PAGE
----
The Economist Magazine 22nd October 2021. Next month world leaders will gather at the cop26 summit, saying they mean to set a course for net global carbon emissions to reach zero by 2050. As they prepare to pledge their part in this 30year endeavour, the first big energy scare of the green era is unfolding before their eyes. Since May the price of a basket of oil, coal and gas has soared by 95%. Britain, the host of the summit, has turned its coalfired power stations back on, American petrol prices have hit $3 a gallon, black outs have engulfed China and India, and Vladimir P utin has just reminded Europe that its supply of fuel relies on Russian goodwill.
The panic is a reminder that modern life needs abundant energy: without it, bills become unaffordable , homes freeze and businesses stall. The panic has also exposed deeper problems as the world shifts to a cle aner energy system, including inadequate investment in renewables and some tr ansition fossil fuels, rising geopolitical risks and flimsy safety buffers in power markets. Without rapid reforms there will be more energy crises and, perhaps, a popular revolt against climate policies.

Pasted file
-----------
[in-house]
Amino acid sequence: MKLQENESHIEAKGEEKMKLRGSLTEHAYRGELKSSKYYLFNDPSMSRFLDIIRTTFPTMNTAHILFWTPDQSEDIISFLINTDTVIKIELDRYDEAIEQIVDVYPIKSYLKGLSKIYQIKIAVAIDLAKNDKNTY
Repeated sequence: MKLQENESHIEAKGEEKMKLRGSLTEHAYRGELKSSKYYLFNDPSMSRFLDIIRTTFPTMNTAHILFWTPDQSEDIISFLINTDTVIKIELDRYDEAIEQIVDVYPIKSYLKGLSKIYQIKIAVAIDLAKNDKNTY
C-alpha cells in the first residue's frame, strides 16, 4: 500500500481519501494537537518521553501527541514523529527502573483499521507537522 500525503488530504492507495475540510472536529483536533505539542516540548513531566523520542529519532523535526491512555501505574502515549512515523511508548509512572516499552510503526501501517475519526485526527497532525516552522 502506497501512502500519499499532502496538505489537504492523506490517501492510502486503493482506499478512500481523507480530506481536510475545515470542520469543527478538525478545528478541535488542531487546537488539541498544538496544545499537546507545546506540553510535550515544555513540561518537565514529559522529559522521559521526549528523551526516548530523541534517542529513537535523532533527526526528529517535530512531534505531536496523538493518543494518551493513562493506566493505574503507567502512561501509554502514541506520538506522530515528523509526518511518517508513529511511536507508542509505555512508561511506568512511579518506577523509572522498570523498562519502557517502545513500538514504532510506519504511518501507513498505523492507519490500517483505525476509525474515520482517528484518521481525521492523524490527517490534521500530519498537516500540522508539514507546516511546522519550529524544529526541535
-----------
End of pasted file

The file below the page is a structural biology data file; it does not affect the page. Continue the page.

The idea of such a shortage seemed ridiculous in 2020 when global demand dropped by 5%, the most since the second world war, triggering costcutting in the energy industry . But as the world economy has cranked back up, demand has surged even as stockpiles have run dangerously low . Oil in ventories are only 94% of their usual level, Europe an gas storage 86%, and Indian and Chinese coal below 50%.
Tight markets are vulnerable to shocks and the intermittent nature of some renew able power. The list of disruptions includes routine maintenance, accidents, too little wind in Europe, droughts that ha ve cut Latin American hydropower output, and Asian floods that have impeded coal deliveries. The world may yet escape a severe energy recession: the glitches may be resolved and Russia and opec may grudgingly boost oil and gas production. At a minimum, however , the cost will be higher inflation and slower growth. And more such squeezes may be on the way. The Economist Magazine 22nd October 2021
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